4th Street Pantry sets high bar for 24-hour dining
I spent many hours at 24-hour diners in my late teens and early 20s, drinking oceans of coffee, chain smoking and filling notebooks with pretentious poetry. At the time, they were pretty much the only places for the under-21 crowd to meet and socialize without pesky parental units leering over their shoulders.
Our circle of friends started out at Perkins, where we regularly annoyed the waitresses by acting like it was our living room and never buying anything more than a bottomless cup of joe and a large order of fries with a side of ranch dressing. When the management finally got fed up and threw us out for good, we relocated to Denny’s, where they seemed much more receptive to our chaos and where we would see a preview of our future selves; hungry post-bar drunks not quite ready to let the night come to a graceful end.
The new 4th Street Pantry in downtown Coeur d’Alene is set to corner the 24-hour restaurant market, and since Denny’s is still basically the only other place to stuff one’s face during the wee hours, they have a very good chance of success. Owners Michael Hanes and Tanya Dalton have created a warm, comfortable environment that feels like you’ve arrived at a friend’s cozy home for a nice little visit and a satisfying homemade meal.
A friend and I visited the restaurant for lunch recently and overheard Hanes telling a customer that since their opening less than a week before, the overnight shift had been regularly packed with people. It’s not hard to do, considering that the tiny diner currently houses only seven small booths and two standing counters, but I’ve heard some rumors that they’ve got smart plans to expand into the vacant space next door.
We ducked in on a rainy, sleepy Sunday afternoon to find it percolating with activity, and we snagged the last available table. Except for one spot occupied by an older, tourist-looking couple, every booth was filled with what my lunch partner dubbed “the emo mafia underground.” In other words, black hoodie clad, eyeliner-wearing boys and girls with long bangs in their eyes and skinny jeans. Was there a Hot Topic convention in town?
It was a bit of an unusual crowd and perhaps a testament to the relaxed, inclusive appeal of the place. Examining the menu, two words jumped out instantly. Monte Cristo. I’ve waxed romantic before on these pages about my love for this rarely-seen battered and fried ham, turkey and cheese sandwich, and I knew right away I had to give it a whirl.
Still, their menu was so full of possibilities. The “Orange Cream Delight” is a French toast sandwich stuffed with orange cream cheese and sounded quite dreamy to me. Breakfast is served 24/7 and also includes more traditional fare like the Danz the Man Steak and Eggs, Harold’s Hash and Ol’Man Mike’s Biscuits and Gravy, which are already creating a buzz as the best in town. Dinner is served from 5 to 9 p.m. daily, a smattering of comfort classics such as meatloaf, pork chops and a traditional turkey dinner, all for less than 10 bucks.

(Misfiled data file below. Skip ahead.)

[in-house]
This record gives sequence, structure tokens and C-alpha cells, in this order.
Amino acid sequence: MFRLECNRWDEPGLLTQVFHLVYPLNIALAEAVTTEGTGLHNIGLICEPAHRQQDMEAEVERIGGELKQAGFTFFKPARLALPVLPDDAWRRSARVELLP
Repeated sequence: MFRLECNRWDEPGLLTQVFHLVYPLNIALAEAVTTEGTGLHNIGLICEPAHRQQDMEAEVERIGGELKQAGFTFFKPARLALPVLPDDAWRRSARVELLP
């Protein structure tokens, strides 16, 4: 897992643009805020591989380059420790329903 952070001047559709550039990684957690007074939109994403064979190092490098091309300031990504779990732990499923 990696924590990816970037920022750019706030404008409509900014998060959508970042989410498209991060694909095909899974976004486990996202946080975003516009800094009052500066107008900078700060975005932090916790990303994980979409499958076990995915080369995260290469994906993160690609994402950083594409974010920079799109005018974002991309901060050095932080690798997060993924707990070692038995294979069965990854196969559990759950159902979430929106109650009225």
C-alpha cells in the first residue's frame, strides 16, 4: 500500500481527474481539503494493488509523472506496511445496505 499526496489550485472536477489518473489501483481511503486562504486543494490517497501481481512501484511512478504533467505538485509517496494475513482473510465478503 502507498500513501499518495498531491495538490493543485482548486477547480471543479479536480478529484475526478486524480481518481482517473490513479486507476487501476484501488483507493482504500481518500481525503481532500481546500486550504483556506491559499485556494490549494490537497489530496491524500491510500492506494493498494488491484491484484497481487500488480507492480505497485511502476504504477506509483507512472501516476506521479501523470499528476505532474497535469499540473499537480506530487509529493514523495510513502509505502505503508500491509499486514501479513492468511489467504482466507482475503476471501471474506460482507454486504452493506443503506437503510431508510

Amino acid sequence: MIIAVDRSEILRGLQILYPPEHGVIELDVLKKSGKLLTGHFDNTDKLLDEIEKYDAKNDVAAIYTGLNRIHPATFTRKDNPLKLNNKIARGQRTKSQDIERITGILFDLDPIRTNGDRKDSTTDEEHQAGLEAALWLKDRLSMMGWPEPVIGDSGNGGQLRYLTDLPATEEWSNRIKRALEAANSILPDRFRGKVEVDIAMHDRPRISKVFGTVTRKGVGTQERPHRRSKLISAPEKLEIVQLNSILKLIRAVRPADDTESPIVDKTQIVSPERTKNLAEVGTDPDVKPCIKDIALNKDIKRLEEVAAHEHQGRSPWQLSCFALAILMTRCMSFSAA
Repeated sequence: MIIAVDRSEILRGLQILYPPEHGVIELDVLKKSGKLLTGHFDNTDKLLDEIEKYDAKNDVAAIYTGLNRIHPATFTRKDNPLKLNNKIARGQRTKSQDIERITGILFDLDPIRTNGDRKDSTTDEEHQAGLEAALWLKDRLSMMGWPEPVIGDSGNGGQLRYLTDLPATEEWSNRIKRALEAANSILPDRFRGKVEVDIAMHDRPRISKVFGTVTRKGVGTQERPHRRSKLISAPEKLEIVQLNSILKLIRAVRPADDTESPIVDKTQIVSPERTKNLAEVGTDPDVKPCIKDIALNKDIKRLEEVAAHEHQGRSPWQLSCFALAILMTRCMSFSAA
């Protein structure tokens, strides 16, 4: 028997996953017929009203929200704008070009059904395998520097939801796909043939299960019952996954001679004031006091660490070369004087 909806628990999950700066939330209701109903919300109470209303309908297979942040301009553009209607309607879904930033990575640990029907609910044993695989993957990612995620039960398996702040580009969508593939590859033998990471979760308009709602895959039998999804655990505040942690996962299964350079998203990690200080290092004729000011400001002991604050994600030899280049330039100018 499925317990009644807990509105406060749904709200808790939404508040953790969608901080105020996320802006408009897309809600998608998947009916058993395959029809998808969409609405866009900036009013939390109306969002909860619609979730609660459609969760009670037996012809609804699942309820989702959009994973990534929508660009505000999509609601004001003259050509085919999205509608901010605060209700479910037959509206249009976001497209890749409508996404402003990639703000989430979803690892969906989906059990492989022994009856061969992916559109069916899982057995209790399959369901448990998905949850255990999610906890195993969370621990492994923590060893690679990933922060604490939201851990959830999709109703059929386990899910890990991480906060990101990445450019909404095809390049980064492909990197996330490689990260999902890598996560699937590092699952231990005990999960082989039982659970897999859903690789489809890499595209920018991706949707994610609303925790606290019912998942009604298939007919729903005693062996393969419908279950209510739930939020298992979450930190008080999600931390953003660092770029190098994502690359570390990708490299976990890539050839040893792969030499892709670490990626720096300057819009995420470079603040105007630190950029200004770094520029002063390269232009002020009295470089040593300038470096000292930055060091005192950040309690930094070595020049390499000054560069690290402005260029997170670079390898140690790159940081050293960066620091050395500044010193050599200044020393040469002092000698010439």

The waitress came to take our order, trailed by the owner’s young daughter Mackenzie, who was learning the ropes and helping out. “Monte Cristo, please!” I announced, but my heart sank when she apologetically told me they couldn’t serve it due to a snag with the food distributor. “OK, I’ll need another minute to figure it out,” I sighed and focused on the lunch section instead. The sandwiches are served on bread from Bakery by the Lake and looked huge, but I was in a burger mood and the Bacon Cheddar Burger seemed like it would do the trick rather nicely.
Our lunches arrived in moments flat. Our burgers were tucked neatly into red plastic baskets and checkered paper, glamorous atop a pile of crisp lettuce, tomato and pickles. It tasted as good as it looked, with perfectly melted cheese oozing out the sides and smoky, crispy bacon that took the whole affair to the highest heights of satisfaction. I had ordered the huge, handmade onion rings, which were perfect, enhanced by a side of tartar that little Mackenzie brought me with a smile. My friend had ordered the “endless” fries, and of course I had to snag a few.
Sometimes a french fry is a french fry, but something about these golden brown babies made them rise way above the norm. We could barely finish the whipped cream-covered brownie that the waitress “forced” us into having for dessert. It was dense and rich, almost too delicious. The bill was stunningly easy on the wallet, amazing considering the high quality of food and service.
Seven a.m. or midnight, drunk or sober, tourist or emo kid. The 4th Street Pantry seems to have hit upon a formula for success that’s appealing to anyone any time of day: a friendly, comfortable vibe and top-shelf food at ridiculously affordable prices.
Contact correspondent Patrick Jacobs by e-mail at email@example.com. Previous columns are available online at spokesman.com/ columnists. For more restaurant and nightlife reviews, music commentary and random thoughts and photos, visit his blog at getoutnorthidaho.com.